Sustainable masks & face coverings for 2022 & beyond

My personal evaluation of three consumer grade elastomeric respirators is available further down in this post: Breathe99 B2, FLO Mask, and ZShield Reveal.3 brands of reusable face mask: B2, Reveal, FLO

As of July 2022, many people claim to be “over COVID;” I’m not one of them. I continue to mask regularly. I cover my face to protect a high risk member of my household, and because I have enough uncomfortable health issues of my own already. The specter of long COVID looms large enough to make indoor masking my preference.

Long COVID is most common in middle aged people, affecting as many as one in four recovered patients according to a Nature news feature. The CDC gives me better odds than 25% in their Data for Long COVID section, but, the fact is, no one yet knows the true prevalence of the condition.

Long term, I see no reason to ever stop masking in crowded conditions such as boarding a flight or on mass transit, though my specific level of vigilance will probably vary as this pandemic wanes and flu season comes and goes.Disposable surgical mask

The particular genesis of today’s post was a New York Times article by Andrew Jacobs published July 3, 2022. It’s worth reading, but the gist is that American hospitals should have learned the supply chain lesson of the COVID-19 pandemic and switched to elastomeric respirators for essential healthcare workers by now.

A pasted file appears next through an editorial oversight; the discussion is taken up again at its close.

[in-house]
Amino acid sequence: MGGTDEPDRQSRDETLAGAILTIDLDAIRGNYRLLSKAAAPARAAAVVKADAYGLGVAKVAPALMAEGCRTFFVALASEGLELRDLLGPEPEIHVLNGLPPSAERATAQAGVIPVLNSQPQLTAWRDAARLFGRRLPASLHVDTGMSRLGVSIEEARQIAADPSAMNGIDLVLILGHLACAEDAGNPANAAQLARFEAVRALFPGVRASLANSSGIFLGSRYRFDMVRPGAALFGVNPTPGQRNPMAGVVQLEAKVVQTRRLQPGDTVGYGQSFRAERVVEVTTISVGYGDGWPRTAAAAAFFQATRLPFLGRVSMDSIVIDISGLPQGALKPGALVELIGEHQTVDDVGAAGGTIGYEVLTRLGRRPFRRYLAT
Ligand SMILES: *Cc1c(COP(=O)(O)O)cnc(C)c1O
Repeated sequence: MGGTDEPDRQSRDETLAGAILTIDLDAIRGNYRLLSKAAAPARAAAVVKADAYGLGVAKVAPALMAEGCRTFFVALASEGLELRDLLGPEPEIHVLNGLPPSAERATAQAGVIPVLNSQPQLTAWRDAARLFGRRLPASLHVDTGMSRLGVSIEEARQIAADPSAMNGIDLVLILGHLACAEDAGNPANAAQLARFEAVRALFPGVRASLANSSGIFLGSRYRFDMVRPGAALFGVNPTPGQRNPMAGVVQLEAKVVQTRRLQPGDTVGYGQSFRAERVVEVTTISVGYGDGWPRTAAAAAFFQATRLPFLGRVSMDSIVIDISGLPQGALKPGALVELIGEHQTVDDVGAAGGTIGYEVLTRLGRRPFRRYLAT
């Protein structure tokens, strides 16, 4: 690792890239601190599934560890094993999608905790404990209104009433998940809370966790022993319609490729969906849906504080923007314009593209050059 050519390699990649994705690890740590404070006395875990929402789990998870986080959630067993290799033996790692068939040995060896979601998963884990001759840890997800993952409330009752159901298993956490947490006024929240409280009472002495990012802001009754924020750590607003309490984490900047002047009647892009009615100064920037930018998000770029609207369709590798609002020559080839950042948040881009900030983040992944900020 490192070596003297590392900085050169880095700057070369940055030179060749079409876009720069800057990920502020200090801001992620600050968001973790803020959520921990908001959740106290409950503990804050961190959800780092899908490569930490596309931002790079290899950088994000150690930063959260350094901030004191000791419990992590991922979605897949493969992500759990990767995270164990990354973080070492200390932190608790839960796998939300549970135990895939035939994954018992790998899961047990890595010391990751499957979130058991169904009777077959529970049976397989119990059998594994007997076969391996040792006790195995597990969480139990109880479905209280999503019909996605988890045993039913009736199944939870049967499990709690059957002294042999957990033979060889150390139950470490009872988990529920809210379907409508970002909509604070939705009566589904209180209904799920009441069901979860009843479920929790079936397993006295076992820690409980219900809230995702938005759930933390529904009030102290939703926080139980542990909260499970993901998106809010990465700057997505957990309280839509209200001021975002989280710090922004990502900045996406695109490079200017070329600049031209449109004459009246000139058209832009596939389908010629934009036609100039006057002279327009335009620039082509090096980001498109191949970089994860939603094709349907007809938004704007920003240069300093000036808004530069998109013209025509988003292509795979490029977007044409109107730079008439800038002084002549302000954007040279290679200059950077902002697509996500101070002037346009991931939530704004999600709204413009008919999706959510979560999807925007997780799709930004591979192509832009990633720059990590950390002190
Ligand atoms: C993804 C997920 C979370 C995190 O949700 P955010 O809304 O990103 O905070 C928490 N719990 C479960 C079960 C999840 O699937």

Elastomeric respirators are reusable face coverings using replaceable filter elements that work as well as disposable N95s to block the flow of germs. Many are domestically produced, to boot, in marked contrast to the largely imported supply of disposable masks.

Widespread adoption of elastomeric respirators would solve the problem of being dependent upon a hostile foreign nation for vital supplies while offering equal or better protection to each wearer with a better fit and simultaneously creating less waste.

Win-win-win.Merriam-Webster online dictionary defines elastomer as a noun, "any of various elastic substances resembing rubber"

The “elastomeric” part of the elastomeric respirator just means the body of the filtering face mask in question is stretchy or otherwise like rubber.